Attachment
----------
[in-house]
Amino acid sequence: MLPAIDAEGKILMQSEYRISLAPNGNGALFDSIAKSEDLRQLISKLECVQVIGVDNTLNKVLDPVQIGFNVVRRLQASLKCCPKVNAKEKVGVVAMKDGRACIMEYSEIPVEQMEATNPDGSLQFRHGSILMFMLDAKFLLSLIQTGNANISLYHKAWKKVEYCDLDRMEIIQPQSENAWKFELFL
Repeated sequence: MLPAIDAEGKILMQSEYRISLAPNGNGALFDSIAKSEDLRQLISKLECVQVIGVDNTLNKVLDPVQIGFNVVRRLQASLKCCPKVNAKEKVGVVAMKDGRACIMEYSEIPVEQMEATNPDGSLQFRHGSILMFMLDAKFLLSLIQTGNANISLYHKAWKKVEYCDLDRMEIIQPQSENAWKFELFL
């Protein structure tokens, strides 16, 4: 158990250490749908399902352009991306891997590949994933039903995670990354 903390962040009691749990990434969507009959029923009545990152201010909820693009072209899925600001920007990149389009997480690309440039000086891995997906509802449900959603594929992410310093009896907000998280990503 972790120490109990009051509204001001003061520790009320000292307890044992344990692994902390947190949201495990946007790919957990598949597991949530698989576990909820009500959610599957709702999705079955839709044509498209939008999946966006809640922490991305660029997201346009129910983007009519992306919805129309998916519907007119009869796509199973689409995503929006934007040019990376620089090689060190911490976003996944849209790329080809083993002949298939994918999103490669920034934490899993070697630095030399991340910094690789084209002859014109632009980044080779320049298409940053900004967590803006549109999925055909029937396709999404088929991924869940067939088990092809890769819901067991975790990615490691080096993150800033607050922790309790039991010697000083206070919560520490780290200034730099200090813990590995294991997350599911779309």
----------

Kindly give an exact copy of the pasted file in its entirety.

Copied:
[in-house]
Amino acid sequence: MLPAIDAEGKILMQSEYRISLAPNGNGALFDSIAKSEDLRQLISKLECVQVIGVDNTLNKVLDPVQIGFNVVRRLQASLKCCPKVNAKEKVGVVAMKDGRACIMEYSEIPVEQMEATNPDGSLQFRHGSILMFMLDAKFLLSLIQTGNANISLYHKAWKKVEYCDLDRMEIIQPQSENAWKFELFL
Repeated sequence: MLPAIDAEGKILMQSEYRISLAPNGNGALFDSIAKSEDLRQLISKLECVQVIGVDNTLNKVLDPVQIGFNVVRRLQASLKCCPKVNAKEKVGVVAMKDGRACIMEYSEIPVEQMEATNPDGSLQFRHGSILMFMLDAKFLLSLIQTGNANISLYHKAWKKVEYCDLDRMEIIQPQSENAWKFELFL
């Protein structure tokens, strides 16, 4: 158990250490749908399902352009991306891997590949994933039903995670990354 903390962040009691749990990434969507009959029923009545990152201010909820693009072209899925600001920007990149389009997480690309440039000086891995997906509802449900959603594929992410310093009896907000998280990503 972790120490109990009051509204001001003061520790009320000292307890044992344990692994902390947190949201495990946007790919957990598949597991949530698989576990909820009500959610599957709702999705079955839709044509498209939008999946966006809640922490991305660029997201346009129910983007009519992306919805129309998916519907007119009869796509199973689409995503929006934007040019990376620089090689060190911490976003996944849209790329080809083993002949298939994918999103490669920034934490899993070697630095030399991340910094690789084209002859014109632009980044080779320049298409940053900004967590803006549109999925055909029937396709999404088929991924869940067939088990092809890769819901067991975790990615490691080096993150800033607050922790309790039991010697000083206070919560520490780290200034730099200090813990590995294991997350599911779309």